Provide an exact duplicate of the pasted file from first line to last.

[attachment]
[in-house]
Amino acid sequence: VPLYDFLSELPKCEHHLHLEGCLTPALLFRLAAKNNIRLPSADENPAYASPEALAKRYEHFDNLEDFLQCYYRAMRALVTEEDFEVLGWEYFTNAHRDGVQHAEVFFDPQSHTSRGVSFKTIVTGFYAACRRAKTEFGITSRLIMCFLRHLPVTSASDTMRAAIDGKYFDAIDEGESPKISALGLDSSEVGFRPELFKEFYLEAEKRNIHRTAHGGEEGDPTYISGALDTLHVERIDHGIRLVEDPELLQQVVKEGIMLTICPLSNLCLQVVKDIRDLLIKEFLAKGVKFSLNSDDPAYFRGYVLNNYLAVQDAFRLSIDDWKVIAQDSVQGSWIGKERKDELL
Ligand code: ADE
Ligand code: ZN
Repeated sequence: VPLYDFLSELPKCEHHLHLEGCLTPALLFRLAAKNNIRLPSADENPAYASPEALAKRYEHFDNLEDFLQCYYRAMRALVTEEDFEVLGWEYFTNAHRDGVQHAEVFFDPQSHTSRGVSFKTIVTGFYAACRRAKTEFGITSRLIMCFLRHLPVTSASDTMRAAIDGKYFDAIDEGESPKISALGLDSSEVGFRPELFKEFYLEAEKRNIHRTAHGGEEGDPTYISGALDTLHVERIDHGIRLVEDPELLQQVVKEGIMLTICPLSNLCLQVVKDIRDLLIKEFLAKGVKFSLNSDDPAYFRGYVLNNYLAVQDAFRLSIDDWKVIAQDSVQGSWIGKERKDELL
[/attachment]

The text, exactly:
[in-house]
Amino acid sequence: VPLYDFLSELPKCEHHLHLEGCLTPALLFRLAAKNNIRLPSADENPAYASPEALAKRYEHFDNLEDFLQCYYRAMRALVTEEDFEVLGWEYFTNAHRDGVQHAEVFFDPQSHTSRGVSFKTIVTGFYAACRRAKTEFGITSRLIMCFLRHLPVTSASDTMRAAIDGKYFDAIDEGESPKISALGLDSSEVGFRPELFKEFYLEAEKRNIHRTAHGGEEGDPTYISGALDTLHVERIDHGIRLVEDPELLQQVVKEGIMLTICPLSNLCLQVVKDIRDLLIKEFLAKGVKFSLNSDDPAYFRGYVLNNYLAVQDAFRLSIDDWKVIAQDSVQGSWIGKERKDELL
Ligand code: ADE
Ligand code: ZN
Repeated sequence: VPLYDFLSELPKCEHHLHLEGCLTPALLFRLAAKNNIRLPSADENPAYASPEALAKRYEHFDNLEDFLQCYYRAMRALVTEEDFEVLGWEYFTNAHRDGVQHAEVFFDPQSHTSRGVSFKTIVTGFYAACRRAKTEFGITSRLIMCFLRHLPVTSASDTMRAAIDGKYFDAIDEGESPKISALGLDSSEVGFRPELFKEFYLEAEKRNIHRTAHGGEEGDPTYISGALDTLHVERIDHGIRLVEDPELLQQVVKEGIMLTICPLSNLCLQVVKDIRDLLIKEFLAKGVKFSLNSDDPAYFRGYVLNNYLAVQDAFRLSIDDWKVIAQDSVQGSWIGKERKDELL